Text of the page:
Depression and Anxiety

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What is it like to have depression and anxiety?

This is the first question I wish I could answer for people who don’t live with either depression or anxiety. And certainly not both. To be clear, I’m happy for those people. I wouldn’t wish any mental wellness challenge for anyone. Those who don’t understand, can’t understand because haven’t had to deal with it. For that – for them – I am happy.

That doesn’t change the fact that I would love for them to be able to understand. If we were all more capable of understanding what others feel and experience, we would all be more capable of compassion and empathy.

And I find myself writing, at midnight on a Friday night, because of some of the very things that come along with depression and anxiety. Something trivial, silly, not worth getting upset about is keeping me up. This thing, when looked at with a logical mind, shouldn’t cause these feelings. But it will, nonetheless, likely cost me a full nights sleep.

So here goes…

How on earth is it possible to have both depression and anxiety? How can two things that seem so different coexist and create such havoc? I’m afraid there’s not a simple answer. Instead, maybe there is a way to explain what it feels like. Can this allow those who don’t understand, but want to, a chance to step into someone else’s shoes?

  • Having depression and anxiety is like being scared and tired at the same time.
  • It is the fear of failure yet having no urge to be productive.
  • It is wanting friends but hating socializing.
  • It is wanting to be alone but not wanting to be lonely.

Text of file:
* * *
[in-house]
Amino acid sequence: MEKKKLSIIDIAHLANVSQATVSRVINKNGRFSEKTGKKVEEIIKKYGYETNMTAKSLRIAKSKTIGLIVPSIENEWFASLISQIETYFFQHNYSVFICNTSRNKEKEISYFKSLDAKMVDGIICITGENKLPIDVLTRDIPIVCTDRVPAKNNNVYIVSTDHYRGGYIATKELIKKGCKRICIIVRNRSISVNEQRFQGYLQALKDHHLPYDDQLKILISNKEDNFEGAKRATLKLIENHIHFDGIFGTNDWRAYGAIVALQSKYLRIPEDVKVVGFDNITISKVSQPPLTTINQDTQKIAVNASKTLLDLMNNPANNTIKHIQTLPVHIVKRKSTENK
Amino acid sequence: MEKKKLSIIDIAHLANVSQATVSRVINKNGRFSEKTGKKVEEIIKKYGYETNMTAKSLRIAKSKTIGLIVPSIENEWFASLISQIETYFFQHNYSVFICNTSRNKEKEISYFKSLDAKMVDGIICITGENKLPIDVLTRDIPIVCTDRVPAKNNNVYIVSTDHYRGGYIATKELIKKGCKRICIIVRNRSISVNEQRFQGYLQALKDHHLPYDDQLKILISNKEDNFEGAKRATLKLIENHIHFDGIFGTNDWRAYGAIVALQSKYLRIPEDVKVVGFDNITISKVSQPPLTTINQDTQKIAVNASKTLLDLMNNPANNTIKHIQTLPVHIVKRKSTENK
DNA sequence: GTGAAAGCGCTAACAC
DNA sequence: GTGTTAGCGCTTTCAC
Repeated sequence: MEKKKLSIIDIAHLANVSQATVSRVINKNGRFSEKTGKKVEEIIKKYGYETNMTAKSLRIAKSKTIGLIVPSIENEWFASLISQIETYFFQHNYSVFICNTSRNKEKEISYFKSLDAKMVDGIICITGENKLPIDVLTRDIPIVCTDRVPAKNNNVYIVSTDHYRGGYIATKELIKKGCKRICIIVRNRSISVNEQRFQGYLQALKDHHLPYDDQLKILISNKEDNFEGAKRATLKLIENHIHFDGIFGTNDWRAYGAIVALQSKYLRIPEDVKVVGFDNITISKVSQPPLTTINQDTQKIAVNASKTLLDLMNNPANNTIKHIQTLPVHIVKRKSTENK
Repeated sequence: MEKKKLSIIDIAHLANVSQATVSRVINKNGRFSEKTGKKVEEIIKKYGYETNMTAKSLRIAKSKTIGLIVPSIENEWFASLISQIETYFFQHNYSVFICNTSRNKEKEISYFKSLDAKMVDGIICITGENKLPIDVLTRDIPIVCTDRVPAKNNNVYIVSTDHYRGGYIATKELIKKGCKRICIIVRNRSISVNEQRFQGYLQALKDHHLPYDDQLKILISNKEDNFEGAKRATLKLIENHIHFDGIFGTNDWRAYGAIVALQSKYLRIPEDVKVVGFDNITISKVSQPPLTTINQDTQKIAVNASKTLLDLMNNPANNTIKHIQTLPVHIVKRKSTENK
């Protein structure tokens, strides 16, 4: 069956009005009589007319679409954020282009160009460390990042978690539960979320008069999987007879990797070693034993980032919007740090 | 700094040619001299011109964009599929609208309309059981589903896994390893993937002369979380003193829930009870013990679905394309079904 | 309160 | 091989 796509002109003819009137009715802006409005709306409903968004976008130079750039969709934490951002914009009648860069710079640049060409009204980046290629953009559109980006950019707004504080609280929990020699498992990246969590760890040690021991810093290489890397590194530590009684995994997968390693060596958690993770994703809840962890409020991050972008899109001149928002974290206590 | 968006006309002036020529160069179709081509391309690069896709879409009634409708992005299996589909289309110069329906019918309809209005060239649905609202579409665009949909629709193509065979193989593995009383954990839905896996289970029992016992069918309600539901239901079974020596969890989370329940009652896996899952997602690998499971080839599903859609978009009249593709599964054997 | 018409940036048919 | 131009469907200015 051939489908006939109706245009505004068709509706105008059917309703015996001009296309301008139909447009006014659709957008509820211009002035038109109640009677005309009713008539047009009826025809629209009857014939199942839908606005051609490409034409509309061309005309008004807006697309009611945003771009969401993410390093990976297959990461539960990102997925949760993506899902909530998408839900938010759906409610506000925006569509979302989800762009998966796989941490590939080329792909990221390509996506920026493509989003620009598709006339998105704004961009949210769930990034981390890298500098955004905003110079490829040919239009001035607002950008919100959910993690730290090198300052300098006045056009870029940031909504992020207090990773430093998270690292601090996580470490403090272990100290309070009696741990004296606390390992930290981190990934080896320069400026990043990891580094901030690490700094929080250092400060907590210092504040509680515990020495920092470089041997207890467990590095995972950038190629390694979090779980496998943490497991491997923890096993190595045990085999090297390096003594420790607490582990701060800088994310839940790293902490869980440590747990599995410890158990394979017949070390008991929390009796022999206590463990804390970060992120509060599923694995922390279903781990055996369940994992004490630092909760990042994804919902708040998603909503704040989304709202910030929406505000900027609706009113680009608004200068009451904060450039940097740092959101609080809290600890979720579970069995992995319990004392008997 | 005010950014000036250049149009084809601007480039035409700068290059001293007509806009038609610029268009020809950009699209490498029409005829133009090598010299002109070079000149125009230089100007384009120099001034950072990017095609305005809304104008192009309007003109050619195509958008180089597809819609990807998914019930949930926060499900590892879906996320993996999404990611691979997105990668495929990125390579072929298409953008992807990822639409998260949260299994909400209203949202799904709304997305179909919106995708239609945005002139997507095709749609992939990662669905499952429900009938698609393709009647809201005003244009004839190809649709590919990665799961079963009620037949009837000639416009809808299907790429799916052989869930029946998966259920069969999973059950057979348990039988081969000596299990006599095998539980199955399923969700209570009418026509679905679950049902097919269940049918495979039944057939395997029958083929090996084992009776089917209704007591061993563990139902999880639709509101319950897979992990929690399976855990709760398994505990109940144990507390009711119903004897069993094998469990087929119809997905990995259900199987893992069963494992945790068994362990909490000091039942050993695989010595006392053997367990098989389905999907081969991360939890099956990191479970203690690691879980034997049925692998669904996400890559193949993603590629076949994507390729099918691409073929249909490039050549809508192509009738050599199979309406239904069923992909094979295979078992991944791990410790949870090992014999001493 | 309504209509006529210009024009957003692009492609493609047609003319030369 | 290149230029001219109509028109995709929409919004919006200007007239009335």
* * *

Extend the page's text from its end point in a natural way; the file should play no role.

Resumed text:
• It is caring about everything and nothing at the same time.
  • Having depression and anxiety is feeling everything at once and then being completely paralyzed and numb.

You see tonight, at midnight, I am experiencing all of these things at the same time. I am completely terrified of nothing – really nothing that I can pinpoint – yet I am exhausted. I want to sleep, but there’s no way I will be able to. I can barely keep my eyes open. Still, my mind races, going over the same thoughts again, and again, and again, with no end in sight.

I am afraid of failing, at everything, for no reason. I’m afraid I already have, yet with no proof to back that claim. Ironically, I haven’t written in a long time, so in this case, I guess I felt the urge to be productive. But really, writing this was just an attempt to get the thoughts out of my head and share them in an attempt to make something good of it.

I am alone at the moment and I feel it. I know that being alone, especially right now, is the best thing, but I don’t want to be alone. More so, I don’t want to be lonely. Yet I am. I feel lonely most of the time, even when I’m not alone. And that isn’t a knock on the people I’m around. I have the most amazing people in my life. It’s a result of the depression. It’s a symptom and a horrible one at that.

Maybe it’s the caring about everything that has my mind racing. But, to my earlier point, it’s racing about nothing. It’s accomplishing nothing. It’s racing about a stupid, illogical point. It’s racing round and round, like a dog chasing its tail. So I’m caring about everything or little things, yet really, is obsessing over them caring at all?

And last, but certainly not least, I feel everything, at the same time. I feel scared, angry, humiliated, stupid, overwhelmed, exhausted, and I also feel none of these. It’s as though I’m watching myself feel these things. It’s as though I can both feel them, and feel the absence of them at the same time.

It’s all clear now, right? Probably not. But if you feel this way or have felt this way, know you’re not alone – even though you feel lonely.

If you haven’t felt this way, maybe reading this can help you empathize with someone you know who struggles with something similar.[/vc_column_text][/vc_column][/vc_row]

24 Points